| News

Larger text Larger text Smaller text Smaller text | Order Photo Reprints

Group appeals decision allowing Consol to mine under streams in Greene Co.

Email Newsletters

Click here to sign up for one of our email newsletters.

Daily Photo Galleries

Friday, May 30, 2014, 4:54 p.m.

An environmental group on Friday asked the Pennsylvania Environmental Hearing Board to halt Consol Energy's plans to mine more than 3,000 acres in Greene County that could harm streams and other waterways in and near Ryerson Station State Park.

The Center for Coalfield Justice, based in Washington, Pa., filed an appeal objecting to a permit issued by the Department of Environmental Protection. The appeal notes, among other things, that Consol wants to expand its Bailey Mine operation to longwall mine under 3,175 subsidence control plan acres that include 14 streams — four of which are predicted to incur flow loss or reduction.

“That is from their own application,” said Patrick Grenter, executive director of the center. “And that's if everything goes well.”

The DEP declined to comment.

Cecil-based Consol Energy issued a statement touting its Bailey complex and 5,000 employees who work there as being industry leaders in safety, compliance and productivity.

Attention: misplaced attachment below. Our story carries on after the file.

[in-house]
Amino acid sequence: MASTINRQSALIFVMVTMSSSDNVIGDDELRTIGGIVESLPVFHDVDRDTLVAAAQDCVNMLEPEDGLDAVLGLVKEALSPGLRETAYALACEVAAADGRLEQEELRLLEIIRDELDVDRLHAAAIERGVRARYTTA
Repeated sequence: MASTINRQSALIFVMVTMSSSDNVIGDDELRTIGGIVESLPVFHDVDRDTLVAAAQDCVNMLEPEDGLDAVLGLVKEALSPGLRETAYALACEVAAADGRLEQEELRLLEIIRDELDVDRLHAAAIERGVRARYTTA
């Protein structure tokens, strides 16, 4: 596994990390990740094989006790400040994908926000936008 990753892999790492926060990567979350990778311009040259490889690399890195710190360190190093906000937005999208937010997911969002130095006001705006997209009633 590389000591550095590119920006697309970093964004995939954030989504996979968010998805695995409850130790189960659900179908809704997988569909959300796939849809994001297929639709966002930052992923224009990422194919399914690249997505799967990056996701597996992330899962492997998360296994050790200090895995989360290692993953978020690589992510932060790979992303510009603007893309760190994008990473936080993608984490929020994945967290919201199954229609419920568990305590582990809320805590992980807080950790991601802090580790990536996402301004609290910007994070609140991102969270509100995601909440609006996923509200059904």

“The Center for Coalfield Justice's actions continue to ignore the facts and clearly reveal their anti-jobs, anti-energy, anti-prosperity agenda that only serves to weaken our region's competitiveness,” spokeswoman Kate O'Donovan wrote.

The center learned of Consol Energy's application through an email from DEP, Grenter said.

“We didn't think the state would approve this,” he said.

In April, Consol Energy officials agreed to pay $36 million to rebuild a dam in Ryerson Station State Park that was damaged in 2005 and caused the 62-acre Duke Lake to be drained.

The state blamed drilling and longwall mining done by Consol Energy. The company admitted no guilt in reaching the settlement, which included Consol donating 506 acres to the 1,164-acre park and the company receiving the park's gas rights — though wells are to be kept outside the property and no mining is to occur under the lake.

One of the waterways the center fears will be in danger is North Fork Dunkard Fork, the stream that crosses the drained Duke Lake.

Jason Cato is a staff writer for Trib Total Media. He can be reached at 412-320-7936 or

Subscribe today! Click here for our subscription offers.



Show commenting policy

Most-Read Stories

  1. Steelers QB Roethlisberger not targeting Oct. 25 return
  2. Johnstown man accused of sexual misconduct at state park
  3. Cat found shot with arrow in Penn Township expected to survive
  4. EU offers to ease Turkey’s refugee burden
  5. Charges pending in Butler County Rottweiler attack
  6. Steelers notebook: Tomlin not worried about Jones’ lack of sacks
  7. Westmoreland subsidy that helps finance Spirit Airlines draws scrutiny
  8. Penguins rally in wake of Dupuis injury
  9. Hampton’s Balish, GCC’s Zambruno capture WPIAL girls golf titles
  10. Allegheny County budget proposal sidesteps tax increase, boosts jail spending
  11. Wolf still seeking to raise income tax, impose tax on shale-gas drilling